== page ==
“For a king respects himself and inspires the same sentiment in others.”
–Robert Greene, The 48 Laws of Power
First, I should state that the full Law 34 from Greene reads Be royal in your own fashion: Act like a king to be treated like one. (I shortened it in the title for the sake of clarity.)
I find this law extremely inspiring because it conveys a message of self-confidence and belief in one’s abilities. Thus, it applies to marketers in two basic senses: First, marketers who believe in themselves and their organizations are going to fare better than those who don’t (obvious, right?). Second, and more interestingly, the organization or brand that is “royal in its own fashion,” i.e., properly differentiates itself and celebrates that difference, is destined to be embraced by loyal customers.
Much has already been written in other places about the importance of value propositions, but what this law suggests to marketers is something greater than communicating a unique offering. The idea that your customers will react to the input you give them seems straightforward, but upon deeper examination is quite powerful. The company that aspires for greatness (as reflected in its marketing) will in turn attract those that desire greatness … and inspire their loyalty. The company that acquires and develops rich culture and character will find that same character reflected in its ideal customers.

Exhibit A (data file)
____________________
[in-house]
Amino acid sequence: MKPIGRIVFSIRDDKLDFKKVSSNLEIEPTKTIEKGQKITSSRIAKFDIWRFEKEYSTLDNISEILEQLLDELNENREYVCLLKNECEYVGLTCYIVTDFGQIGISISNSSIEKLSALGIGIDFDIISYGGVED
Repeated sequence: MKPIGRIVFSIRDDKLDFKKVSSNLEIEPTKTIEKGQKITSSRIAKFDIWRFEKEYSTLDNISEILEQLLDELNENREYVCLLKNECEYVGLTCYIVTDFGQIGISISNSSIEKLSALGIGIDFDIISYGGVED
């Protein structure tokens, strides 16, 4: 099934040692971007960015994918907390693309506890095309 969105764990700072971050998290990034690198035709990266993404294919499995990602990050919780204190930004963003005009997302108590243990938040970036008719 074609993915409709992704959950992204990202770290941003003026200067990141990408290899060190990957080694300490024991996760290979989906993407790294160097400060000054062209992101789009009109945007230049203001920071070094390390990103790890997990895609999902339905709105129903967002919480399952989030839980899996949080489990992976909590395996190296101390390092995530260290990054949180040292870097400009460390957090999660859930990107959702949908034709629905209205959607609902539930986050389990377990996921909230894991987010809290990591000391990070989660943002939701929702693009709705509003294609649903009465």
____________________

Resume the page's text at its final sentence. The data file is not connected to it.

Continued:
Consider the current popular idea that what distinguishes the best companies are talent and a shared belief in excellence of some sort. Products and services can be easily copied (in general), but individual people and their unifying ethos cannot. This tenet of leadership that you create in others what you aspire to yourself—or, business-wise, when you demand excellence in your own approach and offerings, customers will reward you for it with their dollars—represents an empowering marketing philosophy.
By affecting the aura of a king, marketers can command respect for the organizations they represent. Through following particular modes of communication and presentation, marketers can offer an ideal vision that elicits fear, loyalty or love. Affecting any one of those emotions trumps ignorance, indifference or contempt. Foster customer allegiance by acting in accordance with shared values (or fantasies), and you the marketer, too, can be royal in your own fashion.
This post is part of a series in which I explore in-depth how some of Robert Greene’s 48 Laws of Power relate to marketing.
Photo courtesy of Jen Goellnitz via Flickr.